An Open Letter to Senators John Kerry (D-MA), Joseph Lieberman (D-CT), Hillary Clinton (D-NY), Edward Kennedy (D-MA), Christopher Dodd (D-CT), James Jeffords (I-VT), Charles Schumer (D-NY), Lincoln Chafee (R-RI), Jack Reed (D-RI), Patrick Leahy(D-VT), Olympia Snowe (R-ME), Susan Collins (R-ME).
We are writing to inquire about your positions on the proposed offshore wind “farm” off Cape Cod and the Renewable Portfolio Standard in the Senate’s version of the energy bill.
On March 14, 2002, you voted for Senate Amendment 3017 to the Senate version of H.R.4, which would establish a first-ever national electricity Renewable Portfolio Standard (RPS). This version of the RPS would have required privately-owned electric utilities to generate 20 percent of their power from renewable sources by 2020. The amendment was defeated despite your support, but the Senate-passed bill still contains a 10 percent RPS by 2020.
Although much more costly than conventional sources, renewable power may look attractive in the Northeastern States. Your States are against coal-fired power plants, want to shut down nuclear plants, have blocked new natural gas pipelines, and strongly oppose offshore oil drilling. The question arises, how is increasing demand for energy in the Northeast going to be met?
One possible alternative is wind power. The proposed Cape Wind project would consist of 170 wind turbines, each 426 feet high (the U.S. Capitol is 300 feet high), spread over 26 square miles of one of the world’s premier fishing, boating, wildlife, and scenically beautiful areas. Since it would produce only about the same amount of power as a single small-to-mid-sized (250 Megawatt) natural gas plant (or about 1 percent of New England’s annual consumption), clearly many more wind farms along the New England coast and around Long Island will be needed to meet surging demand.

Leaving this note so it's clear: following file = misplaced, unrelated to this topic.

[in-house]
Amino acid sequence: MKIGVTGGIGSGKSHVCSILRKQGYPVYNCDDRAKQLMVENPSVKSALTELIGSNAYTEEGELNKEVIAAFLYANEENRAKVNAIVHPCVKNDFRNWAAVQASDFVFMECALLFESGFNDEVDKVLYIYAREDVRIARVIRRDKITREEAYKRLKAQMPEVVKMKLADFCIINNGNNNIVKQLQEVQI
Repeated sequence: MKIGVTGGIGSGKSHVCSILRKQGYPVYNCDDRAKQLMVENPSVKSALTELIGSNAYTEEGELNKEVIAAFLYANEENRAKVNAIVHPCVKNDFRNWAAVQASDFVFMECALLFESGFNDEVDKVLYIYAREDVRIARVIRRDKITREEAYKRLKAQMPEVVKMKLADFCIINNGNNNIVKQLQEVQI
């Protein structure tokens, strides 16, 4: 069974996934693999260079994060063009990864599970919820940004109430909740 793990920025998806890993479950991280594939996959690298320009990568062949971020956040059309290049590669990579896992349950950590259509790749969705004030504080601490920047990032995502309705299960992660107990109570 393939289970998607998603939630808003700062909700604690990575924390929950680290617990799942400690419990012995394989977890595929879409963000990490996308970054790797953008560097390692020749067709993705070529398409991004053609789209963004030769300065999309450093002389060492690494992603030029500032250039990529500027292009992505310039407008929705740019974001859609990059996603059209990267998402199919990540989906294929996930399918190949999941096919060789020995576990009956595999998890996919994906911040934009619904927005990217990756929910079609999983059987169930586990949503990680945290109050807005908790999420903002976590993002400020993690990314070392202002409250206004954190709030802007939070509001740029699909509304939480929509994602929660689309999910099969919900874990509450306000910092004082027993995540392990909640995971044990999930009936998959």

Since you support forcing increased production of renewable energy across the nation through the Renewable Portfolio Standard, we assume that you also support the Cape Wind project and other similar proposals in your States. The fact that many local citizens oppose the Cape Wind project because it will destroy their views and other amenities should not weaken your support. If renewable energy is going to be required by federal mandate, then people on Cape Cod or Martha’s Vineyard or Nantucket, as in South Dakota or Iowa or Minnesota, are just going to have to get used to it. Merely living in a very nice spot with high real estate values should not exempt anyone from sharing the renewable burden. Indeed, advocates of Environmental Justice would argue that since poor people will be paying a much larger share of their incomes in higher electricity prices because of the RPS than will the wealthy, wind farms, biomass generation facilities, and rights of way for transmission lines should be sited in wealthy neighborhoods.
On the other hand, if you oppose or plan to oppose the Cape Wind project because of local opposition, then it seems to us that consistency demands that you also oppose the Renewable Portfolio Standard. If wind farms should not be forced on the unwilling residents of one particular locality because you happen to represent it, then they should not be forced on anyone anywhere in the country.
We hope this way of putting the issue will cause you to re-think your support of the Renewable Portfolio Standard, which we think is a regressive and coercive policy. If it does not, then we hope you will feel obliged to support the Cape Wind project. By supporting the local implementation of a national policy, however misguided, your position will at least have the virtue of consistency. In our view, continuing to support the RPS while opposing a wind farm off Cape Cod (and possible expansions along the New England coast) is an indefensible position. But if that is your position, we think the public would be interested in hearing how you defend it.
We hope that you will be able to let us know where you stand on these two closely-related issues before the Congress completes its work on the energy bill.
Myron Ebell, Director of Global Warming Policy
Marlo Lewis, Jr., Senior Fellow